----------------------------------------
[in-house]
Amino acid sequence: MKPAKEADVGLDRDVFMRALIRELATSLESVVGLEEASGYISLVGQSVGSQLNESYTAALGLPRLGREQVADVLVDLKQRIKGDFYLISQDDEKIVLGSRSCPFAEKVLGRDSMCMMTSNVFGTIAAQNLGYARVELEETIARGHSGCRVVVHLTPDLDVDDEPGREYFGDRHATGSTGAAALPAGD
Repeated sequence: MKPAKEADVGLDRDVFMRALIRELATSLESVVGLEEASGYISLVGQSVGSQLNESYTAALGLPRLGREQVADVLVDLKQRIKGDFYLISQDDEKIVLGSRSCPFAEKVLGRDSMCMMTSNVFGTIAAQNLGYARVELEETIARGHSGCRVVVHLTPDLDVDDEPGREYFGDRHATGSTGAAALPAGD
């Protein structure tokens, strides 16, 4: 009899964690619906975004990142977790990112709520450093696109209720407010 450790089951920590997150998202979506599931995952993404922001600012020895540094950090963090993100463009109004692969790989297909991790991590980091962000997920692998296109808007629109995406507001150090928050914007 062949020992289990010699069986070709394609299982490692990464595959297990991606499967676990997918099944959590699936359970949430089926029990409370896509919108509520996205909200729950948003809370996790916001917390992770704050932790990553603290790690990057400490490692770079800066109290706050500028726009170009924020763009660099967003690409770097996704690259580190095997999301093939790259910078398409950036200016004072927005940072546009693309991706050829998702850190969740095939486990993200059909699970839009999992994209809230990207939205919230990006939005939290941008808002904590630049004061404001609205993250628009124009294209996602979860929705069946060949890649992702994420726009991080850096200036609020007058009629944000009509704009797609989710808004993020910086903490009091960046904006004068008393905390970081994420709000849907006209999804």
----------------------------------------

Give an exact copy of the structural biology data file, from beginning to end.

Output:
[in-house]
Amino acid sequence: MKPAKEADVGLDRDVFMRALIRELATSLESVVGLEEASGYISLVGQSVGSQLNESYTAALGLPRLGREQVADVLVDLKQRIKGDFYLISQDDEKIVLGSRSCPFAEKVLGRDSMCMMTSNVFGTIAAQNLGYARVELEETIARGHSGCRVVVHLTPDLDVDDEPGREYFGDRHATGSTGAAALPAGD
Repeated sequence: MKPAKEADVGLDRDVFMRALIRELATSLESVVGLEEASGYISLVGQSVGSQLNESYTAALGLPRLGREQVADVLVDLKQRIKGDFYLISQDDEKIVLGSRSCPFAEKVLGRDSMCMMTSNVFGTIAAQNLGYARVELEETIARGHSGCRVVVHLTPDLDVDDEPGREYFGDRHATGSTGAAALPAGD
């Protein structure tokens, strides 16, 4: 009899964690619906975004990142977790990112709520450093696109209720407010 450790089951920590997150998202979506599931995952993404922001600012020895540094950090963090993100463009109004692969790989297909991790991590980091962000997920692998296109808007629109995406507001150090928050914007 062949020992289990010699069986070709394609299982490692990464595959297990991606499967676990997918099944959590699936359970949430089926029990409370896509919108509520996205909200729950948003809370996790916001917390992770704050932790990553603290790690990057400490490692770079800066109290706050500028726009170009924020763009660099967003690409770097996704690259580190095997999301093939790259910078398409950036200016004072927005940072546009693309991706050829998702850190969740095939486990993200059909699970839009999992994209809230990207939205919230990006939005939290941008808002904590630049004061404001609205993250628009124009294209996602979860929705069946060949890649992702994420726009991080850096200036609020007058009629944000009509704009797609989710808004993020910086903490009091960046904006004068008393905390970081994420709000849907006209999804």